Film review: ‘HONEY BOY’, by Nick Gardener from ‘Built For Speed’

Honey Boy is a slightly fictionalised account of Shia LaBeouf’s life as a child actor and later as a troubled young man screaming his way through therapy in a rehab facility. Given the less-than-flattering response to some of his performances, the idea of a film based on the life of Shia LaBeouf, starring the man himself, will, for many movie-goers, be extremely unwelcome.   This isn’t the first film to feature the subject of the biopic in the film itself. Muhammad Ali appeared in The Greatest, Howard Stern in Private Parts and Eminem in 8 Mile. At first, the aroma of self-indulgence is hard to ignore in Honey Boy but potent performances from the entire cast dispel most of our reservations.

Here, go-to-guy for troubled young male characters, Lucas Hedges plays Otis Lort a prolific actor whose alcoholism and anti-social behaviour land him in a rehab program. There, counselling sessions excavate agonising memories of his life as a 12-year-old actor (Noah Jupe) living with father James (Shia LaBeouf) in a scuzzy motel. James is depicted as a bitter resentful, self-pitying and at times violent alcoholic stage dad who expounds self-righteous delusional philosophies while living off his son’s earnings. With his wired-rimmed glasses and receding mullet, LaBeouf is a particularly unpleasant site, something made worse by the fact that James occasionally appears as a clown who does a weird chicken balancing act.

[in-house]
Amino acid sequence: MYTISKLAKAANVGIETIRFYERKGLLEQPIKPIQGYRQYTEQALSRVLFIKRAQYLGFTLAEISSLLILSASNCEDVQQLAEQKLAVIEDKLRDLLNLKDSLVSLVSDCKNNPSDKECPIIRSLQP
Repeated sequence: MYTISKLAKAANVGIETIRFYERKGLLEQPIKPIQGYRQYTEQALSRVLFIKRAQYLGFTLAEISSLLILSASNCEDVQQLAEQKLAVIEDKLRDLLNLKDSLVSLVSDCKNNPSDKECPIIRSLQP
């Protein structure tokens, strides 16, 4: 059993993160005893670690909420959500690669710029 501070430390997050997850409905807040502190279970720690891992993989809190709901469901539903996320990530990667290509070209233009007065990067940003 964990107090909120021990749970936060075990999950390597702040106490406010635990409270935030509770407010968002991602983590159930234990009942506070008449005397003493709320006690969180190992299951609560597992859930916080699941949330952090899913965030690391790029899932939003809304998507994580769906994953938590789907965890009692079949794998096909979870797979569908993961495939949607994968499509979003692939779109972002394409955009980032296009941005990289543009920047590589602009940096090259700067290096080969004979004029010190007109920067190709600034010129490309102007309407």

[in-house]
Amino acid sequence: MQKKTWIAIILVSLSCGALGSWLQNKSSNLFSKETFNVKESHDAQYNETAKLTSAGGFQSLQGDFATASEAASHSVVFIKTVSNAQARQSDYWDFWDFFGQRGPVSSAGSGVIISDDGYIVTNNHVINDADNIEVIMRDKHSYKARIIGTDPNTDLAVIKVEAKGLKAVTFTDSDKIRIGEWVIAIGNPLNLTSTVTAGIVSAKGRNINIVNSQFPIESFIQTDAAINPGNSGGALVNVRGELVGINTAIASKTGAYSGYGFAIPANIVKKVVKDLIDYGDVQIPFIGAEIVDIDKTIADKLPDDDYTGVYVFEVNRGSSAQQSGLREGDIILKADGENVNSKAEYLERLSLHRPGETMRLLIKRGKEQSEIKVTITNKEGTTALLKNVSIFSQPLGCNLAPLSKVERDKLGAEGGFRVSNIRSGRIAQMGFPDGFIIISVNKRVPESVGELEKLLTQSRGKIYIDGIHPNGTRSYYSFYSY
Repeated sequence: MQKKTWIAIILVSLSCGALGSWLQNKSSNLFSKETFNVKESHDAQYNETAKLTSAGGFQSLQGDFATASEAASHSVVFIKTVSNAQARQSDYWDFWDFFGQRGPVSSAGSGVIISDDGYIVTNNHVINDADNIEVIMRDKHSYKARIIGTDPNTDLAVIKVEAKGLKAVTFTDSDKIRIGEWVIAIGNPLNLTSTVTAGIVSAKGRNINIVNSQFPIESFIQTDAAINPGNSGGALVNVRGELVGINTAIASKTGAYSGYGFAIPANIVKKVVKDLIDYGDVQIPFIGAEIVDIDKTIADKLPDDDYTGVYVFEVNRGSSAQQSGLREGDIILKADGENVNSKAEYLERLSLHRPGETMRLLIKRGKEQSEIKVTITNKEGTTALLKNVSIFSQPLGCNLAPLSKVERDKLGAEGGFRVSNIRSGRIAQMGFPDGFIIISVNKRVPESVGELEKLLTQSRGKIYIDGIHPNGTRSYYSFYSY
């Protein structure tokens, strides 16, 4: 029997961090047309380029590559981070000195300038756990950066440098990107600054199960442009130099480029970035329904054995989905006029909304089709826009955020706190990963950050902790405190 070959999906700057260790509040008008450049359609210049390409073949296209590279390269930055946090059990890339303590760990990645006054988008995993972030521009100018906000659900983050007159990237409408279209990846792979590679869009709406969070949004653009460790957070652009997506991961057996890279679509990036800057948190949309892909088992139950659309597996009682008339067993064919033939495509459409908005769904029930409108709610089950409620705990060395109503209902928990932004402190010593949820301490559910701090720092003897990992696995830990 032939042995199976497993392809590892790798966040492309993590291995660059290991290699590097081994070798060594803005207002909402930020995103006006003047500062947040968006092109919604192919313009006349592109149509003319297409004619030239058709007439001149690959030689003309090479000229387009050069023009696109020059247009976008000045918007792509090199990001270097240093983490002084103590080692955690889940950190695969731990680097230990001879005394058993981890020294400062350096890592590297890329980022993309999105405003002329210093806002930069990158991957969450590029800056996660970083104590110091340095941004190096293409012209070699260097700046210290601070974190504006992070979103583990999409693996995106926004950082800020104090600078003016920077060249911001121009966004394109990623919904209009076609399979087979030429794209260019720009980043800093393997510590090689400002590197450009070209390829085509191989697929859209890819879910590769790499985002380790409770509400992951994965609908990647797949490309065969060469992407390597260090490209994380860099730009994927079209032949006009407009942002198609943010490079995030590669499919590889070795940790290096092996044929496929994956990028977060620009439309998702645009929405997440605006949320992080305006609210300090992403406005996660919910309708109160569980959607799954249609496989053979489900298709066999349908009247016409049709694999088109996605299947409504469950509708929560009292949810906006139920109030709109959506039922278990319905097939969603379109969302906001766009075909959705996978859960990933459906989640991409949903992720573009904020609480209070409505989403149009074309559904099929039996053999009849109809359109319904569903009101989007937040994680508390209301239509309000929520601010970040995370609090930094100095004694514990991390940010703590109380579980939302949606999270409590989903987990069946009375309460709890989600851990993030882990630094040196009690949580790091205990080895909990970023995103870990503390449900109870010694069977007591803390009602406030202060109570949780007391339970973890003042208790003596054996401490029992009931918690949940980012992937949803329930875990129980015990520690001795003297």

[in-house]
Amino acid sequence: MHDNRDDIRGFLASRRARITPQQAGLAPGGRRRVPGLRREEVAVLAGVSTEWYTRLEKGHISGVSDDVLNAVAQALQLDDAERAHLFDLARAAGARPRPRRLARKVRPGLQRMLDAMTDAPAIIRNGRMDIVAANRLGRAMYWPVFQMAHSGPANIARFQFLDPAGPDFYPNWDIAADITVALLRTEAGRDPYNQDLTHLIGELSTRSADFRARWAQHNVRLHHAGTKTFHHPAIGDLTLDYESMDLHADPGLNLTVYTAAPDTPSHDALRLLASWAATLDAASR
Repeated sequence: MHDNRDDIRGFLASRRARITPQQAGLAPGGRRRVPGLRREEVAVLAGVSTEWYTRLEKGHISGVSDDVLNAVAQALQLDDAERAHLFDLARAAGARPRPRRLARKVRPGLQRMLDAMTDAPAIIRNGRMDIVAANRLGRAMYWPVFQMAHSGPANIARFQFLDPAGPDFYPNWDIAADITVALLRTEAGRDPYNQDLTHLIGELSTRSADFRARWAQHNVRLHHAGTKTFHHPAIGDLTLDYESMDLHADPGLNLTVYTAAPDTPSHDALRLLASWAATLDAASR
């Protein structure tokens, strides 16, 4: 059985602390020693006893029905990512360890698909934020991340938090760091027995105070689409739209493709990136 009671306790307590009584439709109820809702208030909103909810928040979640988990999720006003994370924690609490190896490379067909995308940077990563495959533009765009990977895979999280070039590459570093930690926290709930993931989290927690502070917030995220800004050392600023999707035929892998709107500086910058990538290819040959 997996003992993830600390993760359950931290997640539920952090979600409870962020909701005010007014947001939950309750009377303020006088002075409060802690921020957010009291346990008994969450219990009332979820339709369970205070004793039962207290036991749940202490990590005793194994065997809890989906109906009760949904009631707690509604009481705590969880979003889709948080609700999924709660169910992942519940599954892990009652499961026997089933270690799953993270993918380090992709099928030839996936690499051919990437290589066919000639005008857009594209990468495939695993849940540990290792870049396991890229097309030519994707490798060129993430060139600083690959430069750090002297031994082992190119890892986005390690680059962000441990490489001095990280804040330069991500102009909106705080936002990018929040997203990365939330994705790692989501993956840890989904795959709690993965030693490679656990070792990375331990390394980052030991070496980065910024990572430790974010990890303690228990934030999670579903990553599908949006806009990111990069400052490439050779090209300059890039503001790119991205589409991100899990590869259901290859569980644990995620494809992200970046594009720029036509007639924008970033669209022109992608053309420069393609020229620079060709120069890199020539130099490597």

Often filmed with Otis and his dad in the close-quarters environment of their motel room, the film is frequently tense and uncomfortable. We genuinely feel and fear for young Otis who’s played with a mix of hopeful innocence and growing world weariness by Jupe. The mood is enhanced by a dramatic but not overbearing score from Alex Somers.

It must have been a strange experience for Mr LaBeouf to play a man based on his father. While he makes James Lort mostly detestable, he doesn’t render him entirely one dimensional instead giving him a shred of pathos. As the older Otis, Hedges effectively conveys the scarring of family violence and a damaged childhood. There’s also fine support from Laura San Giacomo as Oti’s rehab therapist and from singer FKA Twigs as a tough but compassionate neighbour who comforts Otis.

While the film convincingly captures traumatic memories of an ugly and destructive environment, it suffers from a limited and repetitive storyline. While it is to some extent appropriate to convey the miserable treadmill of the characters’ lives, the plot here seems a little too static.

Limited as it is, Honey Boy offers a convincing and unsettling look at families on society’s lower rungs and the dark side of the Hollywood dream.

Nick’s rating: ***1/2

Genre: Biopic/ drama.

Classification: MA15+.

Director(s): Alma Har’el.

Release date: 27th Feb 2020.

Running time: 93 mins.

Reviewer: Nick Gardener can be heard on “Built For Speed” every Friday night from 8-10pm right here on 88.3 Southern FM.  Nick can also be heard on “The Good, The Bad, The Ugly Film Show” podcast.


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